Decoder Newsletter: A Vaccine Is Coming, Misinformation Is Already Here

Margaret Sessa-Hawkins | December 14, 2020

Produced by MapLight, the Decoder is a newsletter to help you track the most important news, research, and analysis of deceptive digital politics. Each week, we'll send you coverage of the webs of entities that seek to manipulate public opinion, their political spending ties, and the actors working to safeguard our democracy. Know someone who might be interested? Ask them to sign up!

  • Tackling vaccine misinformation: The first coronavirus vaccine has been given in the U.S., but concerns about how misinformation will affect the roll out are rife. Five lawmakers sent President-elect Biden a letter Thursday urging him to add a misinformation researcher to the COVID-19 task force (Twitter feels Dr. Joan Donovan would be a good pick). Google also announced that it would be launching search panels with accurate vaccine information which will appear in search results. The Lawfare Podcast had a great episode Thursday on addressing vaccine misinformation, and why we might not be doing enough to counter it. First Draft also published an article looking at how we’ve failed to address health disinformation in 2020, and what needs to be done -- on an international scale -- to improve in 2021.

  • The infodemic continues: A new poll out of Imperial College London found that fewer than half of the respondents surveyed in 15 countries would be willing to get a vaccine, while iNews reports that Britons who get their news from WhatsApp or YouTube are more likely to believe anti-vaccine conspiracy theories. FiveThirtyEight has analyzed some of the poll numbers behind who is and isn’t willing to get a vaccine in America. UC Berkeley held a discussion (available on Youtube) with four data science experts discussing the origins of the infodemic, and how to address it. 

  • Profits over people: In Buzzfeed, Craig Silverman and Ryan Mac have published a must-read on Facebook profiting off of scam ads and disinformation. The piece is startling, even for those with already-cynical views on social media. One anonymous source summed the company’s strategy up as, “[Facebook] will take any cent that they can get on anything. …They do not care whatsoever as long as they’re making a dime out of it.” Another stunner of a Buzzfeed article (also by Mac and Silverman) looks at the company’s failure to address hate speech. Check out the ‘Hate Bait Dashboard’ in particular. Evelyn Douek has a great thread analyzing the article. The Facebook articles show how big a problem it is that we can’t measure misinformation as Axios details. A new paper in Havard’s Misinformation Review contemplates what researchers could do if more social media data was available.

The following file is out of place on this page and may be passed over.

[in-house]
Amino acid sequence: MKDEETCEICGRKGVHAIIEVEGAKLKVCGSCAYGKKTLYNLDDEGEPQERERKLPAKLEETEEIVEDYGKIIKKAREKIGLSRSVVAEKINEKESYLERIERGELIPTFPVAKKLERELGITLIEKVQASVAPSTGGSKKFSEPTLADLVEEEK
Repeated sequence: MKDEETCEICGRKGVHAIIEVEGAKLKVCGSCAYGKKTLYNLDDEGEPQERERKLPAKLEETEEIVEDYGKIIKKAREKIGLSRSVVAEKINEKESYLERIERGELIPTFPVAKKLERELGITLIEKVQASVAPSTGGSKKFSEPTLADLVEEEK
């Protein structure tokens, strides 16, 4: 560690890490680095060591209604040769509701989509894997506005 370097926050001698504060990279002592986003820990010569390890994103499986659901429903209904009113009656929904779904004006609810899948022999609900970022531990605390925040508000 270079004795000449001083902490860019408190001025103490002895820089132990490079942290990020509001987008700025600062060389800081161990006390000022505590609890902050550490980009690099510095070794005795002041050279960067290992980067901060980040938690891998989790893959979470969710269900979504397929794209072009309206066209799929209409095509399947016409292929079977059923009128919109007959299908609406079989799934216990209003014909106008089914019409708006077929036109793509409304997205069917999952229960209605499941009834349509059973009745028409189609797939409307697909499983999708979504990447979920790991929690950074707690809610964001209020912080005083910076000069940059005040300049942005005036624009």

• The harm of electoral misinformation: As the Electoral College certified President-elect Joe Biden’s victory, there were more reports of electoral disinformation leading to real-world violence this week. Michigan had to close its legislative buildings due to threats of violence, while last week armed protestors surrounded the Secretary of State’s house, and another Michigan lawmaker received lynching threats. It’s not just in America, electoral disinformation about the U.S. election has spread to Europe, where it could also engender distrust in the electoral process. The Washington Post has a running compilation of examples of electoral disinformation.